Caught in the Crosshairs: Reducing Your Hedge Fund’s Liability & Protecting Individuals in Litigation

In a post-Dodd-Frank world, hedge funds and their managers face increased scrutiny and regulation – and as a result, litigation and regulatory investigations are a reality.

Since hedge fund managers face the same unlimited liability as any other corporate director or officer, it’s important they understand the protection available to them. Let’s look closer at that now.

Mitigating Risks to Personal Net Worth and Fund Assets

Most hedge fund limited partnership agreements have fairly broad indemnification provisions that require the firm indemnify the hedge fund manager and its partners, directors and officers for claims and expenses incurred by them in connection to their good faith performance of investment advisory activities on behalf of the fund.

However, the parties cannot be indemnified for conduct that constitutes fraud, gross negligence, willful misconduct or bad faith.

Because of this limitation, as well as the fact that indemnification would be unavailable in the case of bankruptcy or if the fund is wound down and assets distributed, additional personal asset protection is necessary.

This is where directors and officers (D&O) and errors and omissions (E&O) coverage comes into play. These policies cover the personal assets of the individuals when indemnification is unavailable, and pay on behalf of the fund its indemnification obligations to the individuals (when indemnification is available).

The coverage is triggered when a claim is first made, and protects:

  • Individual directors, officers, partners and employees of the hedge fund manager/advisor
  • The advisor entity itself
  • The directors and officers of the fund and the fund entity

The Amount of Insurance Purchased is Dictated by Risk Appetite

There are generally three types of buyers when it comes to insurance:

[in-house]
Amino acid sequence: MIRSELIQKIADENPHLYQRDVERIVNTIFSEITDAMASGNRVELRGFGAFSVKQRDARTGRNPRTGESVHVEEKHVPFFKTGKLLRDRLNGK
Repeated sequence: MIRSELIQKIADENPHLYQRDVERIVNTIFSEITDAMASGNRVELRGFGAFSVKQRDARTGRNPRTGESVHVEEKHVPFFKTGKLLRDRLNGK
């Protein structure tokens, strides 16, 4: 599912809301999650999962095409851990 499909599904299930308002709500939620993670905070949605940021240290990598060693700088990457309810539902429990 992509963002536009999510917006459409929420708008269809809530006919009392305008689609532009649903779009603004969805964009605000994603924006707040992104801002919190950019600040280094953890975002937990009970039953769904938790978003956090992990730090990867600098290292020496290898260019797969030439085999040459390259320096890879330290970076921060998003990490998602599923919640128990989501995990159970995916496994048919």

1. Those who simply want to “check the box” to satisfy minimum investor or independent director requirements
  2. Those who want coverage for defense only
  3. Those who purchase enough to fund a vigorous defense with enough left over to pay judgment and/or settlement amounts

The cost of these types of insurance coverage is influenced by a variety of factors, including the investment strategy and total assets under management (AUM). Other factors when securing coverage include the experience and pedigree of the investment managers and prior litigation history.

Most startup hedge funds with AUM under $100 million purchase $1 million to $2 million in coverage. Those in the $200 million and higher category typically secure $3 million to $5 million in coverage (and even higher in some instances).

Once the AUM rises above $1 billion, you’ll generally purchase limits equal to 1 percent of the AUM (and more for complex, illiquid or hard-to-value strategies).

The annual minimum price per million costs about $15,000, but that rate is often discounted when purchasing higher limits.

As a hedge fund, you might also consider a couple additional types of coverage:

  1. Employment practices liability (EPL): This responds to claims by employees alleging wrongful termination, sexual harassment and discrimination.
  2. Trade error/cost of corrections coverage: This reimburses the fund and/or adviser for costs to correct trade errors that could have resulted in claims by clients or investors.

Remember …

All investment strategies are susceptible to claims by investors, regulatory bodies such as the Securities and Exchange Commission, and employees.

Those who don’t invest in this type of coverage often rely on the broad indemnification language in the hedge fund to protect them; but remember, any litigation costs paid out of the fund’s assets will directly impact the investment return of the fund.

That’s why it’s crucial to secure the type of coverage that can pay on behalf of the insured entity and its indemnification duties to individuals.

The aim is that D&O and E&O policies never have to be triggered, but they provide a critical safety net for hedge funds that land in situations that cannot be avoided.



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